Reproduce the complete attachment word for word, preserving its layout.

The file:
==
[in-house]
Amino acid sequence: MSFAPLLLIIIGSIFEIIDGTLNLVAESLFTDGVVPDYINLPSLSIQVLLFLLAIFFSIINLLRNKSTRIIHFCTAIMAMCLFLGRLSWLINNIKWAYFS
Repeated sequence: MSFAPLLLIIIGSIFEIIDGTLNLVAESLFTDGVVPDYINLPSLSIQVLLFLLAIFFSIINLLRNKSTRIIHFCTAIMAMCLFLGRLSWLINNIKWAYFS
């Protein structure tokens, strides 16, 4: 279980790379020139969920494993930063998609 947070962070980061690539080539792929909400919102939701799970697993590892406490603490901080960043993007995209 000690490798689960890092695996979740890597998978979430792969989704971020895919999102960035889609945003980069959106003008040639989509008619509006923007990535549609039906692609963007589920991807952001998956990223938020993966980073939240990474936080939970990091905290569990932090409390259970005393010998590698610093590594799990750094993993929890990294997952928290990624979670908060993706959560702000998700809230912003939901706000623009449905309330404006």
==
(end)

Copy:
[in-house]
Amino acid sequence: MSFAPLLLIIIGSIFEIIDGTLNLVAESLFTDGVVPDYINLPSLSIQVLLFLLAIFFSIINLLRNKSTRIIHFCTAIMAMCLFLGRLSWLINNIKWAYFS
Repeated sequence: MSFAPLLLIIIGSIFEIIDGTLNLVAESLFTDGVVPDYINLPSLSIQVLLFLLAIFFSIINLLRNKSTRIIHFCTAIMAMCLFLGRLSWLINNIKWAYFS
């Protein structure tokens, strides 16, 4: 279980790379020139969920494993930063998609 947070962070980061690539080539792929909400919102939701799970697993590892406490603490901080960043993007995209 000690490798689960890092695996979740890597998978979430792969989704971020895919999102960035889609945003980069959106003008040639989509008619509006923007990535549609039906692609963007589920991807952001998956990223938020993966980073939240990474936080939970990091905290569990932090409390259970005393010998590698610093590594799990750094993993929890990294997952928290990624979670908060993706959560702000998700809230912003939901706000623009449905309330404006």